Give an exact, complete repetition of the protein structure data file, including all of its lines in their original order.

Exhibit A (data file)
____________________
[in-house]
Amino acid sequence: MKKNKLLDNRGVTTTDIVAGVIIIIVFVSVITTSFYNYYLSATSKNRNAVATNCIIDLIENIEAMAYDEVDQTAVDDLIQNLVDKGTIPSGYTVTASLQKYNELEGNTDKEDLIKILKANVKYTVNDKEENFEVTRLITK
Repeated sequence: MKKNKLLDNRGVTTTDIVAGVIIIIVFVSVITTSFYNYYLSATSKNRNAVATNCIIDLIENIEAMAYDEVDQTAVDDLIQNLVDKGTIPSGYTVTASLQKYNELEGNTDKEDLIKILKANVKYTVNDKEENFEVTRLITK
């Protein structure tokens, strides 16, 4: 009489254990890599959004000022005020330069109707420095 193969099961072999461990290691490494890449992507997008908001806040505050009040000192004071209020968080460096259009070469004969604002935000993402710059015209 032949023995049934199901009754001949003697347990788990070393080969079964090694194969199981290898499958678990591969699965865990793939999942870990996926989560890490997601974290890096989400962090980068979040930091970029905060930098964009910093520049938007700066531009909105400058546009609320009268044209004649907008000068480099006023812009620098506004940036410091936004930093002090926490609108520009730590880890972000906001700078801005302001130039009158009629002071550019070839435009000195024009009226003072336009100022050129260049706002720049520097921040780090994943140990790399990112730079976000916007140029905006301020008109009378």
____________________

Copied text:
[in-house]
Amino acid sequence: MKKNKLLDNRGVTTTDIVAGVIIIIVFVSVITTSFYNYYLSATSKNRNAVATNCIIDLIENIEAMAYDEVDQTAVDDLIQNLVDKGTIPSGYTVTASLQKYNELEGNTDKEDLIKILKANVKYTVNDKEENFEVTRLITK
Repeated sequence: MKKNKLLDNRGVTTTDIVAGVIIIIVFVSVITTSFYNYYLSATSKNRNAVATNCIIDLIENIEAMAYDEVDQTAVDDLIQNLVDKGTIPSGYTVTASLQKYNELEGNTDKEDLIKILKANVKYTVNDKEENFEVTRLITK
């Protein structure tokens, strides 16, 4: 009489254990890599959004000022005020330069109707420095 193969099961072999461990290691490494890449992507997008908001806040505050009040000192004071209020968080460096259009070469004969604002935000993402710059015209 032949023995049934199901009754001949003697347990788990070393080969079964090694194969199981290898499958678990591969699965865990793939999942870990996926989560890490997601974290890096989400962090980068979040930091970029905060930098964009910093520049938007700066531009909105400058546009609320009268044209004649907008000068480099006023812009620098506004940036410091936004930093002090926490609108520009730590880890972000906001700078801005302001130039009158009629002071550019070839435009000195024009009226003072336009100022050129260049706002720049520097921040780090994943140990790399990112730079976000916007140029905006301020008109009378």